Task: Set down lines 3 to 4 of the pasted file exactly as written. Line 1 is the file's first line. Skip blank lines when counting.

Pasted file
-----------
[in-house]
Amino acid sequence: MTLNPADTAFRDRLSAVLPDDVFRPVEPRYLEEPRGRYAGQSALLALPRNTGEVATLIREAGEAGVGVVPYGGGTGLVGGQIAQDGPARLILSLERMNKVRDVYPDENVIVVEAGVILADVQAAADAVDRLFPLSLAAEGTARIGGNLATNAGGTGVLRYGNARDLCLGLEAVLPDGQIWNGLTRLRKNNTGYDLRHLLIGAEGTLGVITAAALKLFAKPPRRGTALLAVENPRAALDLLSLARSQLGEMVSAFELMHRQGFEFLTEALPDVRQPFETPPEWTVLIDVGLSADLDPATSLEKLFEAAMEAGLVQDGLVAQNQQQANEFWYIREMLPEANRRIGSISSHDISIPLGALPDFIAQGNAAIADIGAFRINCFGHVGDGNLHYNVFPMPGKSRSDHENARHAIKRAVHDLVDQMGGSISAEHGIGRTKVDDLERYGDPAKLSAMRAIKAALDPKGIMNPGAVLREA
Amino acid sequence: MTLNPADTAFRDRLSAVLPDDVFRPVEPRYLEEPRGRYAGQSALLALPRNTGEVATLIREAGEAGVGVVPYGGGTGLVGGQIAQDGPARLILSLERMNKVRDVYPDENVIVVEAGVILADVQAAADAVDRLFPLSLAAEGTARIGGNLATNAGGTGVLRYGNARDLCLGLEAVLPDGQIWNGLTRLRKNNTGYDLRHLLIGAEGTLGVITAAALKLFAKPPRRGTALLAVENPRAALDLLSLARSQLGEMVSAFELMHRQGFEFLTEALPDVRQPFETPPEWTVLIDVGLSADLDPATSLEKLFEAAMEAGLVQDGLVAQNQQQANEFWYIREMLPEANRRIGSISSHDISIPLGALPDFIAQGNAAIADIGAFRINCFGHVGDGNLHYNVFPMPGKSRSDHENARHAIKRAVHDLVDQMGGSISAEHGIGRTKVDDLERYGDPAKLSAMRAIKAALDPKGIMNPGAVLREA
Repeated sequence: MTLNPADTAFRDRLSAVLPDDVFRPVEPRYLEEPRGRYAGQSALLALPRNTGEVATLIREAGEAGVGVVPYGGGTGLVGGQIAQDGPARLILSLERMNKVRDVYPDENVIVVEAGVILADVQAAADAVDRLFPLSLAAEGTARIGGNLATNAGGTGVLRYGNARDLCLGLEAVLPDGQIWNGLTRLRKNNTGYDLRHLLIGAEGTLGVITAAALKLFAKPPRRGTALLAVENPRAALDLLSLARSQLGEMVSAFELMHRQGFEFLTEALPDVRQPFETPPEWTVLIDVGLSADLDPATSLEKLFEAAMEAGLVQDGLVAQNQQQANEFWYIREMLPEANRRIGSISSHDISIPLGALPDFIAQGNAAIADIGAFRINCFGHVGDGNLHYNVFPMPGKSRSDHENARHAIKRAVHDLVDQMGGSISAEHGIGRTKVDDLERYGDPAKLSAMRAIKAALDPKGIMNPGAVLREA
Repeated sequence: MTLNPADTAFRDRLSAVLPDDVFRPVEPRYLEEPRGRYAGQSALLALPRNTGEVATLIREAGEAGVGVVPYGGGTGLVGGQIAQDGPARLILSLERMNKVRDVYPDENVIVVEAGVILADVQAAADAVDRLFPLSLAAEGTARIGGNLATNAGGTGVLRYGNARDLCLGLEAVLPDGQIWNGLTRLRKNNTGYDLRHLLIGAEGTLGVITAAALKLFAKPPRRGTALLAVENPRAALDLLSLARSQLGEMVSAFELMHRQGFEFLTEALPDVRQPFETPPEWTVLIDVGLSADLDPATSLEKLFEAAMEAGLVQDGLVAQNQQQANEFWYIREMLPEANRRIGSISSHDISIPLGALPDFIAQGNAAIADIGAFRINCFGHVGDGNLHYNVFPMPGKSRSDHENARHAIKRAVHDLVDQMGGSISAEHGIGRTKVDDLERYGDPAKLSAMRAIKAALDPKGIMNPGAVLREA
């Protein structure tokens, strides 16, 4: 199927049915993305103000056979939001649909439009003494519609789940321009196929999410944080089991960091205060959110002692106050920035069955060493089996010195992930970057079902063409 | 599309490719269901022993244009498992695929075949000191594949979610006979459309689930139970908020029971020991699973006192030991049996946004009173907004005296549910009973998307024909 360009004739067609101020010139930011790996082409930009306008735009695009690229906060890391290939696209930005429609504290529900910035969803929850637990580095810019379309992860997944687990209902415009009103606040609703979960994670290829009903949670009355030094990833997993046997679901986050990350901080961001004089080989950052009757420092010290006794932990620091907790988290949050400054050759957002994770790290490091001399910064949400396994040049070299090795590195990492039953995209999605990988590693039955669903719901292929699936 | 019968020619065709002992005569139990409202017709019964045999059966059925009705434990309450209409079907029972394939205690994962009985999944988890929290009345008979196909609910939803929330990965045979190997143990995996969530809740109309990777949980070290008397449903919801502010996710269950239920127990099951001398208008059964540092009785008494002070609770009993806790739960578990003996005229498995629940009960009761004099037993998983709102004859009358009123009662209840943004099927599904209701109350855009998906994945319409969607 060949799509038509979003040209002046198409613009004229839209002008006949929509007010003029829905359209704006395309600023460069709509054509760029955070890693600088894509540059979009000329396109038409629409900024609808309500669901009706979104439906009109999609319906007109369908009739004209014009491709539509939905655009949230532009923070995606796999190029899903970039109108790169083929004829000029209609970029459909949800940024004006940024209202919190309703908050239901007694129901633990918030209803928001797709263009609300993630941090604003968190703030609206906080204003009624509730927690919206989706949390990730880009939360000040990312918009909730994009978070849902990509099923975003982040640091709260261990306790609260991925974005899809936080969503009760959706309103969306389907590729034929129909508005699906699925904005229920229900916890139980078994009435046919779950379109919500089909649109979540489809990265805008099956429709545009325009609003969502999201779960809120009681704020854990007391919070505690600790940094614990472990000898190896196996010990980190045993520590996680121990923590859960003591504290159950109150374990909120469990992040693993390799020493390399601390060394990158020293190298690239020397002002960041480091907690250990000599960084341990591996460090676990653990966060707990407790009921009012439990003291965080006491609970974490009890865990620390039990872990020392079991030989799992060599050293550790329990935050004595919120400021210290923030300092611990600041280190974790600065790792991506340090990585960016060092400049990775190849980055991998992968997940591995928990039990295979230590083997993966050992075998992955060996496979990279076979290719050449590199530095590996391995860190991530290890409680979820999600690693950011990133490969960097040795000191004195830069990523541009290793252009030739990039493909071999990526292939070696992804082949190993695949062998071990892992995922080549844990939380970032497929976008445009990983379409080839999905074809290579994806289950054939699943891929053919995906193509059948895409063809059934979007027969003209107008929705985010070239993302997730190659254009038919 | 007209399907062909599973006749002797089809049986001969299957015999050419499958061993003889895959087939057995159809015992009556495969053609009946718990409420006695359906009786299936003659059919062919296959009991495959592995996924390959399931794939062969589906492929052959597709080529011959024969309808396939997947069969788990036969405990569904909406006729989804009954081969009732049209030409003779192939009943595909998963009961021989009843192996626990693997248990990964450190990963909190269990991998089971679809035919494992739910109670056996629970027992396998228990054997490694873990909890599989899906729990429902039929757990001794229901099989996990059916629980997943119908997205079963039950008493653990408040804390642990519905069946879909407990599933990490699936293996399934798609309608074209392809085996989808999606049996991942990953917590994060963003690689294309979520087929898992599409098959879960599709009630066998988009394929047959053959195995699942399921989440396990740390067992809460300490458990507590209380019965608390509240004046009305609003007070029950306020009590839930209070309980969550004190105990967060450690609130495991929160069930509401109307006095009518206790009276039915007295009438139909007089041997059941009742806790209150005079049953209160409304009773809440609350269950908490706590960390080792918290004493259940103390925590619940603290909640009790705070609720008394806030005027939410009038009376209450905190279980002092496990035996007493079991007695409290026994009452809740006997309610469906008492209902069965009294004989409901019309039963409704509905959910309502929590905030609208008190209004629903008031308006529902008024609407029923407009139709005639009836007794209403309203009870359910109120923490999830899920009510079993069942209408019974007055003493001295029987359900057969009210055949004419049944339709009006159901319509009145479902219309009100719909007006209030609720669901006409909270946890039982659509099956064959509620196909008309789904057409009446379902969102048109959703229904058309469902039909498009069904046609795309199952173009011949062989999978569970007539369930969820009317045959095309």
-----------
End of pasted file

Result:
Amino acid sequence: MTLNPADTAFRDRLSAVLPDDVFRPVEPRYLEEPRGRYAGQSALLALPRNTGEVATLIREAGEAGVGVVPYGGGTGLVGGQIAQDGPARLILSLERMNKVRDVYPDENVIVVEAGVILADVQAAADAVDRLFPLSLAAEGTARIGGNLATNAGGTGVLRYGNARDLCLGLEAVLPDGQIWNGLTRLRKNNTGYDLRHLLIGAEGTLGVITAAALKLFAKPPRRGTALLAVENPRAALDLLSLARSQLGEMVSAFELMHRQGFEFLTEALPDVRQPFETPPEWTVLIDVGLSADLDPATSLEKLFEAAMEAGLVQDGLVAQNQQQANEFWYIREMLPEANRRIGSISSHDISIPLGALPDFIAQGNAAIADIGAFRINCFGHVGDGNLHYNVFPMPGKSRSDHENARHAIKRAVHDLVDQMGGSISAEHGIGRTKVDDLERYGDPAKLSAMRAIKAALDPKGIMNPGAVLREA
Repeated sequence: MTLNPADTAFRDRLSAVLPDDVFRPVEPRYLEEPRGRYAGQSALLALPRNTGEVATLIREAGEAGVGVVPYGGGTGLVGGQIAQDGPARLILSLERMNKVRDVYPDENVIVVEAGVILADVQAAADAVDRLFPLSLAAEGTARIGGNLATNAGGTGVLRYGNARDLCLGLEAVLPDGQIWNGLTRLRKNNTGYDLRHLLIGAEGTLGVITAAALKLFAKPPRRGTALLAVENPRAALDLLSLARSQLGEMVSAFELMHRQGFEFLTEALPDVRQPFETPPEWTVLIDVGLSADLDPATSLEKLFEAAMEAGLVQDGLVAQNQQQANEFWYIREMLPEANRRIGSISSHDISIPLGALPDFIAQGNAAIADIGAFRINCFGHVGDGNLHYNVFPMPGKSRSDHENARHAIKRAVHDLVDQMGGSISAEHGIGRTKVDDLERYGDPAKLSAMRAIKAALDPKGIMNPGAVLREA